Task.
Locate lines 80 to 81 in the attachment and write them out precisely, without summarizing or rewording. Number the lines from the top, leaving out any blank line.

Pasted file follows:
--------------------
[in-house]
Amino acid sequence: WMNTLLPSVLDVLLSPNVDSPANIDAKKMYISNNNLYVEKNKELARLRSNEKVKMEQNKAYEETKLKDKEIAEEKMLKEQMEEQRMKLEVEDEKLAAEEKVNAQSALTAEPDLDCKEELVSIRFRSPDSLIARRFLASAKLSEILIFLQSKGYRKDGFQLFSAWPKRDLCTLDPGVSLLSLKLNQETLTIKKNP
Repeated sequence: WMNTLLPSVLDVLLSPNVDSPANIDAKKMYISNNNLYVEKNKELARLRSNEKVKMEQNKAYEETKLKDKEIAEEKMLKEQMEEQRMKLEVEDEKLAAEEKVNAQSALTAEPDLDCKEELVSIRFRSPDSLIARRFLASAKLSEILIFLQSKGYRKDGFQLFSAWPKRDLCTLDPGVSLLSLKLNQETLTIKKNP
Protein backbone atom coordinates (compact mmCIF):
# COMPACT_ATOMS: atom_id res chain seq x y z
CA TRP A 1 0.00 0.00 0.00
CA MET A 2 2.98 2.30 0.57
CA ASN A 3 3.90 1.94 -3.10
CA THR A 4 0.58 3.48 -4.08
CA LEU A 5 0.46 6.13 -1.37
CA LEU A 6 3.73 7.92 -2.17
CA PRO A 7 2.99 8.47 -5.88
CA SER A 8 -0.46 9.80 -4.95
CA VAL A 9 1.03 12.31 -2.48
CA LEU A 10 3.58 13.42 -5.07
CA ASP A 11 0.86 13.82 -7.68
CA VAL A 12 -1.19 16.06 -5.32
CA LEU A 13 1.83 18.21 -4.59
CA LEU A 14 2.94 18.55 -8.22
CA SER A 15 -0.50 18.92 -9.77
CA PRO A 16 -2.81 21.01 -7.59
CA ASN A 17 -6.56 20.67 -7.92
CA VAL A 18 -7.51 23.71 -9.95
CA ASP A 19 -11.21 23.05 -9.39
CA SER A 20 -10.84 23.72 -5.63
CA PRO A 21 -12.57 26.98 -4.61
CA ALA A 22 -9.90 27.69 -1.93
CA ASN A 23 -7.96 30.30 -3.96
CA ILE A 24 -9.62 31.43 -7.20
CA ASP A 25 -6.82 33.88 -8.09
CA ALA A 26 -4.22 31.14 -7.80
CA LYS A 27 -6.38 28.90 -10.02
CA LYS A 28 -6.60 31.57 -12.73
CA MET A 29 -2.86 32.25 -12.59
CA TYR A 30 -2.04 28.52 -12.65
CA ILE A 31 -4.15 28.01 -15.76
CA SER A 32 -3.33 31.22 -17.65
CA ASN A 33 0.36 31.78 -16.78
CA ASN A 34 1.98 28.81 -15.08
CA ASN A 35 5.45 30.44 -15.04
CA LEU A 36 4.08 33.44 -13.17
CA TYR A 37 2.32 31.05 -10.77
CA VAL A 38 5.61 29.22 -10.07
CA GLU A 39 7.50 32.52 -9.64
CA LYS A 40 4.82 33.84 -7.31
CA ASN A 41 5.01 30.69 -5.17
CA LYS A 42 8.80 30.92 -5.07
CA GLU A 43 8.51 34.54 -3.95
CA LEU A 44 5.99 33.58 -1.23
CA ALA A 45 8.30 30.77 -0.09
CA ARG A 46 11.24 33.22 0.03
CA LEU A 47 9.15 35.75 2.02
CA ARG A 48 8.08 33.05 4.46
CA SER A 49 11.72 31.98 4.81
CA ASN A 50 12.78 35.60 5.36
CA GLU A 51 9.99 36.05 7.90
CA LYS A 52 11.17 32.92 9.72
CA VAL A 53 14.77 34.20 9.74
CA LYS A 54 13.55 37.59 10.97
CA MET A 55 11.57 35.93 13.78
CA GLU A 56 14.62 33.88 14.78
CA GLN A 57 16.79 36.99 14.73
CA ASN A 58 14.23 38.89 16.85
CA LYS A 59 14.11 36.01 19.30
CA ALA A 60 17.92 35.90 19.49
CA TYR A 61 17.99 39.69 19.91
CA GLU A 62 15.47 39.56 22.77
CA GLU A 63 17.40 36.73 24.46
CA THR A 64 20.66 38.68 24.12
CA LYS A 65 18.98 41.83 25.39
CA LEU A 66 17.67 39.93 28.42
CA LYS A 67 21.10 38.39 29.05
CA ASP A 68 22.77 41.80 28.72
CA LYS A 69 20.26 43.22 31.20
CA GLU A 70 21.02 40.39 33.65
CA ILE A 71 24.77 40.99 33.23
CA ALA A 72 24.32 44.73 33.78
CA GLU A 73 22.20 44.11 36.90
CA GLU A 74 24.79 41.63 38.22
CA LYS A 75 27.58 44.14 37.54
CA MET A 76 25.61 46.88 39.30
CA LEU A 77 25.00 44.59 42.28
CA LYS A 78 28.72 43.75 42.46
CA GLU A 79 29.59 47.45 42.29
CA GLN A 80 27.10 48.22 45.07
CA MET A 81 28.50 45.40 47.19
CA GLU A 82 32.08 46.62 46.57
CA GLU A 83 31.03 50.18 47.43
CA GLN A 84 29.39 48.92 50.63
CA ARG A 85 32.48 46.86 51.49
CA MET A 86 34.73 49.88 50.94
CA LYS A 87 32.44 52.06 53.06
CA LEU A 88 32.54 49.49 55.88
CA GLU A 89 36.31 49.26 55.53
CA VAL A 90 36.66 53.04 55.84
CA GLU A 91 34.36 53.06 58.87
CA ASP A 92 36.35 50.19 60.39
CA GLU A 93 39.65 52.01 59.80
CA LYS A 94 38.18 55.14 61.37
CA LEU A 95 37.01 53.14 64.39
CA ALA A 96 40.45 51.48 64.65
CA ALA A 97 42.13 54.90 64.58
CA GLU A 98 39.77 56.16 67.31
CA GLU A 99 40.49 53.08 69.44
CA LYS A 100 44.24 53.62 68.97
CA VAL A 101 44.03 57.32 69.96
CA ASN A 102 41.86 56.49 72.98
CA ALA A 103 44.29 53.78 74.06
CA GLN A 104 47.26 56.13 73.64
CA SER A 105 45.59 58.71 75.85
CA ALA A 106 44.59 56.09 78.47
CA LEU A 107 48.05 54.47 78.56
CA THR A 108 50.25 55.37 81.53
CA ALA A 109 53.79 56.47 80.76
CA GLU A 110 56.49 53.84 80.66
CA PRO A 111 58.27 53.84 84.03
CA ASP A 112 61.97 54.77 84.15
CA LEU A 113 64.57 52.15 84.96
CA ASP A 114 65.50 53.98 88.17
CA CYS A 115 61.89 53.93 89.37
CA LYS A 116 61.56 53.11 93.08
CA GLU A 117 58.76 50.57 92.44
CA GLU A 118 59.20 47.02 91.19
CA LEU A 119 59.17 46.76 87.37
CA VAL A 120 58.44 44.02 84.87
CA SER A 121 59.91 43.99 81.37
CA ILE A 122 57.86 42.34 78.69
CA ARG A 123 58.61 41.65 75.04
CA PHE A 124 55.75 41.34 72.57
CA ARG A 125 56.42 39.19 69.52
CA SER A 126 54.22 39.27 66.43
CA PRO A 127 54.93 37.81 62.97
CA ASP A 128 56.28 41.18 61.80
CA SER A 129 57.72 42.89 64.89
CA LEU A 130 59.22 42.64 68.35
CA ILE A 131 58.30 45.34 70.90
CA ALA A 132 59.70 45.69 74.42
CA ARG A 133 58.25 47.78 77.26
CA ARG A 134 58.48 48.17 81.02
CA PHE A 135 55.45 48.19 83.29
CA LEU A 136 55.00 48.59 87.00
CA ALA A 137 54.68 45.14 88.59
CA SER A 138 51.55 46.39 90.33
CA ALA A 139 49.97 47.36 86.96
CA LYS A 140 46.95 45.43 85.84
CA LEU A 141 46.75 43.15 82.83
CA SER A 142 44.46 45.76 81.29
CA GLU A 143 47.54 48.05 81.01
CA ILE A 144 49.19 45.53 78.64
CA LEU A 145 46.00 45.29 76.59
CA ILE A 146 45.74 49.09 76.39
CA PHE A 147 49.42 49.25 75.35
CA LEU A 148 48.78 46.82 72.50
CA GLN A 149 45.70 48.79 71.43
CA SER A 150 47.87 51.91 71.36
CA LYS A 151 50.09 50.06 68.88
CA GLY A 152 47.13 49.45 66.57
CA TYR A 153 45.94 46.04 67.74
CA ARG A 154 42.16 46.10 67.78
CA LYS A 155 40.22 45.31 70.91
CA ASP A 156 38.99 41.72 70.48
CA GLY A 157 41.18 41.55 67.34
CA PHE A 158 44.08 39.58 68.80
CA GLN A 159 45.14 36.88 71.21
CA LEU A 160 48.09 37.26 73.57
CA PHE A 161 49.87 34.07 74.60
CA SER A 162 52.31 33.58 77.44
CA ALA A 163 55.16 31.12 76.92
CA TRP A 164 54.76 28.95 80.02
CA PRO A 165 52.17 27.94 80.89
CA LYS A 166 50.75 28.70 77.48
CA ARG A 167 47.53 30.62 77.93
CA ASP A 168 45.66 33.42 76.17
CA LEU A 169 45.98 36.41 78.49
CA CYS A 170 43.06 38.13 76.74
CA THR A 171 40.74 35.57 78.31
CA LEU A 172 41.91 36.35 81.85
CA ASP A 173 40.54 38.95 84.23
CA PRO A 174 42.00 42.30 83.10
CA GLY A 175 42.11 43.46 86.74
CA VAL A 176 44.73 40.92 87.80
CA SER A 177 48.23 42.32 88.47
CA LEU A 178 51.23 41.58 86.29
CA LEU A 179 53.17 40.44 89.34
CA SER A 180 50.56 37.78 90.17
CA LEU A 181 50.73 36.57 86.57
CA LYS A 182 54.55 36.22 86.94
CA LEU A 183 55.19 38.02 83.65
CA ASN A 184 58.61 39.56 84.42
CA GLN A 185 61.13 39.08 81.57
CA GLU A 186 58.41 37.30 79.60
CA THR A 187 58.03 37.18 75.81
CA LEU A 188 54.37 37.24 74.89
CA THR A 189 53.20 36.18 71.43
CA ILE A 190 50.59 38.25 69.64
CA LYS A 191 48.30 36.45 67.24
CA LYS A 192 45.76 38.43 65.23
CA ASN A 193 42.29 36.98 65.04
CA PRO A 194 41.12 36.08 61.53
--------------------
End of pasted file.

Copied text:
CA LYS A 75 27.58 44.14 37.54
CA MET A 76 25.61 46.88 39.30